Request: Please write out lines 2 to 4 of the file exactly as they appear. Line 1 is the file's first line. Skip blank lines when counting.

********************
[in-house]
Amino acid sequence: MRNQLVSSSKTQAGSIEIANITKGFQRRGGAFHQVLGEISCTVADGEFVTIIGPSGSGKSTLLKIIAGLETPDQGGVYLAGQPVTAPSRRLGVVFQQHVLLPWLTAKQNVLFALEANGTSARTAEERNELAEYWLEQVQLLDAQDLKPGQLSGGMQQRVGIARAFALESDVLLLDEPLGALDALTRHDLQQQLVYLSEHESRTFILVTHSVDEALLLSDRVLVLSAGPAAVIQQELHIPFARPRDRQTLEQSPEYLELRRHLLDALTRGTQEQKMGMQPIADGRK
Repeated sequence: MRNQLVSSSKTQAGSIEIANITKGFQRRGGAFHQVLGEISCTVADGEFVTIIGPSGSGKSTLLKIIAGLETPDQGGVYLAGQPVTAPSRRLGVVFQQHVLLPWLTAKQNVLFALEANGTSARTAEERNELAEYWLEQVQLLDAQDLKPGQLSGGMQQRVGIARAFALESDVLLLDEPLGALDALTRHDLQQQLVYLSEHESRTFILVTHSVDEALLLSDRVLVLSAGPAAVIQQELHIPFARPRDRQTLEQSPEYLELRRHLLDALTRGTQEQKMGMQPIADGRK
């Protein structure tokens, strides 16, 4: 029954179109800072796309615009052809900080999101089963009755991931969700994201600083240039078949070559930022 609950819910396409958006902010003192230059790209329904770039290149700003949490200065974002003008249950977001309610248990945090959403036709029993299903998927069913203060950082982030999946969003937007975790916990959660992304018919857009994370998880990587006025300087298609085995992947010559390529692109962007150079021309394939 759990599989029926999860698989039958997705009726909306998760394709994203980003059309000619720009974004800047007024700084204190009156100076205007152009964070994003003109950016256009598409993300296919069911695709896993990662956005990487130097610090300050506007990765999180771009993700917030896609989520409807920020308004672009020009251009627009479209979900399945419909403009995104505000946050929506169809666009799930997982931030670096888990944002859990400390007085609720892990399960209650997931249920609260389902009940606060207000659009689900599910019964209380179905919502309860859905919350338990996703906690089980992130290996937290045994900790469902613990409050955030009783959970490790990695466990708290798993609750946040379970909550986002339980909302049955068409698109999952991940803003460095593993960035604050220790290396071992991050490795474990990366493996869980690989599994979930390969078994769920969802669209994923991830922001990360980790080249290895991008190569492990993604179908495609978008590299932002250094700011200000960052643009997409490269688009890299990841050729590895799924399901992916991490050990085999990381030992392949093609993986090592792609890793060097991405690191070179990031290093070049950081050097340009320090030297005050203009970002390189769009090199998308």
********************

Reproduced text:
Amino acid sequence: MRNQLVSSSKTQAGSIEIANITKGFQRRGGAFHQVLGEISCTVADGEFVTIIGPSGSGKSTLLKIIAGLETPDQGGVYLAGQPVTAPSRRLGVVFQQHVLLPWLTAKQNVLFALEANGTSARTAEERNELAEYWLEQVQLLDAQDLKPGQLSGGMQQRVGIARAFALESDVLLLDEPLGALDALTRHDLQQQLVYLSEHESRTFILVTHSVDEALLLSDRVLVLSAGPAAVIQQELHIPFARPRDRQTLEQSPEYLELRRHLLDALTRGTQEQKMGMQPIADGRK
Repeated sequence: MRNQLVSSSKTQAGSIEIANITKGFQRRGGAFHQVLGEISCTVADGEFVTIIGPSGSGKSTLLKIIAGLETPDQGGVYLAGQPVTAPSRRLGVVFQQHVLLPWLTAKQNVLFALEANGTSARTAEERNELAEYWLEQVQLLDAQDLKPGQLSGGMQQRVGIARAFALESDVLLLDEPLGALDALTRHDLQQQLVYLSEHESRTFILVTHSVDEALLLSDRVLVLSAGPAAVIQQELHIPFARPRDRQTLEQSPEYLELRRHLLDALTRGTQEQKMGMQPIADGRK
């Protein structure tokens, strides 16, 4: 029954179109800072796309615009052809900080999101089963009755991931969700994201600083240039078949070559930022 609950819910396409958006902010003192230059790209329904770039290149700003949490200065974002003008249950977001309610248990945090959403036709029993299903998927069913203060950082982030999946969003937007975790916990959660992304018919857009994370998880990587006025300087298609085995992947010559390529692109962007150079021309394939 759990599989029926999860698989039958997705009726909306998760394709994203980003059309000619720009974004800047007024700084204190009156100076205007152009964070994003003109950016256009598409993300296919069911695709896993990662956005990487130097610090300050506007990765999180771009993700917030896609989520409807920020308004672009020009251009627009479209979900399945419909403009995104505000946050929506169809666009799930997982931030670096888990944002859990400390007085609720892990399960209650997931249920609260389902009940606060207000659009689900599910019964209380179905919502309860859905919350338990996703906690089980992130290996937290045994900790469902613990409050955030009783959970490790990695466990708290798993609750946040379970909550986002339980909302049955068409698109999952991940803003460095593993960035604050220790290396071992991050490795474990990366493996869980690989599994979930390969078994769920969802669209994923991830922001990360980790080249290895991008190569492990993604179908495609978008590299932002250094700011200000960052643009997409490269688009890299990841050729590895799924399901992916991490050990085999990381030992392949093609993986090592792609890793060097991405690191070179990031290093070049950081050097340009320090030297005050203009970002390189769009090199998308």